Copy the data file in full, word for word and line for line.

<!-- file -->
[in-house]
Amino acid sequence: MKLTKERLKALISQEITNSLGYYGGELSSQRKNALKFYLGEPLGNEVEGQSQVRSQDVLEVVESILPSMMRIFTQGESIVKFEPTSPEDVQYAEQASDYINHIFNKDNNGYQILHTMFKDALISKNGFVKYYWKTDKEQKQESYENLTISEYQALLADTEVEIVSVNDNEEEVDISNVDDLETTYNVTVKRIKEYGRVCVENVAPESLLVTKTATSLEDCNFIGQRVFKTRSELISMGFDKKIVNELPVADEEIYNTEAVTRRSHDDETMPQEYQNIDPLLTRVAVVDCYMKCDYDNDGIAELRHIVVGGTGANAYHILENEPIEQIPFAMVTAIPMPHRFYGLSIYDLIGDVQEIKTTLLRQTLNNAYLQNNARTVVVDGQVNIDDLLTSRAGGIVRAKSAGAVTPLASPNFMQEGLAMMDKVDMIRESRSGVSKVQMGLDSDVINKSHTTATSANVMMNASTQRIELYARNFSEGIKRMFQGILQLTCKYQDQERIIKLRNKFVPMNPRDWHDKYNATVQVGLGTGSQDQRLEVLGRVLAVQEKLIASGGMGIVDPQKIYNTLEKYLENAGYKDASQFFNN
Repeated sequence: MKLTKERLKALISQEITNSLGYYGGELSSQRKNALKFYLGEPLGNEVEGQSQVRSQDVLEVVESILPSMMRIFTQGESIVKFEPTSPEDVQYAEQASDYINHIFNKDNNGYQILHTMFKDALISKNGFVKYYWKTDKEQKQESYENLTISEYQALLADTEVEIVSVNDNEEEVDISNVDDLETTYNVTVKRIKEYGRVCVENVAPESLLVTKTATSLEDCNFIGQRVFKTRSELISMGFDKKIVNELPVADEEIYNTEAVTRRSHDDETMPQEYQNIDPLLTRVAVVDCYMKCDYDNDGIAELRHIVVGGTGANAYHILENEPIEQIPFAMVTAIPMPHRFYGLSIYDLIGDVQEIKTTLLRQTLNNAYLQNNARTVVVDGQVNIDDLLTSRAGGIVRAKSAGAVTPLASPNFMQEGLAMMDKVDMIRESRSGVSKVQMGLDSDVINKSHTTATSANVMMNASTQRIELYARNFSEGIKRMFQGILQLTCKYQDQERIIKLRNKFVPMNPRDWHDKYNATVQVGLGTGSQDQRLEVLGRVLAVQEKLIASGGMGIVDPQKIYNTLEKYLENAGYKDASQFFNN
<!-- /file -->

[in-house]
Amino acid sequence: MKLTKERLKALISQEITNSLGYYGGELSSQRKNALKFYLGEPLGNEVEGQSQVRSQDVLEVVESILPSMMRIFTQGESIVKFEPTSPEDVQYAEQASDYINHIFNKDNNGYQILHTMFKDALISKNGFVKYYWKTDKEQKQESYENLTISEYQALLADTEVEIVSVNDNEEEVDISNVDDLETTYNVTVKRIKEYGRVCVENVAPESLLVTKTATSLEDCNFIGQRVFKTRSELISMGFDKKIVNELPVADEEIYNTEAVTRRSHDDETMPQEYQNIDPLLTRVAVVDCYMKCDYDNDGIAELRHIVVGGTGANAYHILENEPIEQIPFAMVTAIPMPHRFYGLSIYDLIGDVQEIKTTLLRQTLNNAYLQNNARTVVVDGQVNIDDLLTSRAGGIVRAKSAGAVTPLASPNFMQEGLAMMDKVDMIRESRSGVSKVQMGLDSDVINKSHTTATSANVMMNASTQRIELYARNFSEGIKRMFQGILQLTCKYQDQERIIKLRNKFVPMNPRDWHDKYNATVQVGLGTGSQDQRLEVLGRVLAVQEKLIASGGMGIVDPQKIYNTLEKYLENAGYKDASQFFNN
Repeated sequence: MKLTKERLKALISQEITNSLGYYGGELSSQRKNALKFYLGEPLGNEVEGQSQVRSQDVLEVVESILPSMMRIFTQGESIVKFEPTSPEDVQYAEQASDYINHIFNKDNNGYQILHTMFKDALISKNGFVKYYWKTDKEQKQESYENLTISEYQALLADTEVEIVSVNDNEEEVDISNVDDLETTYNVTVKRIKEYGRVCVENVAPESLLVTKTATSLEDCNFIGQRVFKTRSELISMGFDKKIVNELPVADEEIYNTEAVTRRSHDDETMPQEYQNIDPLLTRVAVVDCYMKCDYDNDGIAELRHIVVGGTGANAYHILENEPIEQIPFAMVTAIPMPHRFYGLSIYDLIGDVQEIKTTLLRQTLNNAYLQNNARTVVVDGQVNIDDLLTSRAGGIVRAKSAGAVTPLASPNFMQEGLAMMDKVDMIRESRSGVSKVQMGLDSDVINKSHTTATSANVMMNASTQRIELYARNFSEGIKRMFQGILQLTCKYQDQERIIKLRNKFVPMNPRDWHDKYNATVQVGLGTGSQDQRLEVLGRVLAVQEKLIASGGMGIVDPQKIYNTLEKYLENAGYKDASQFFNN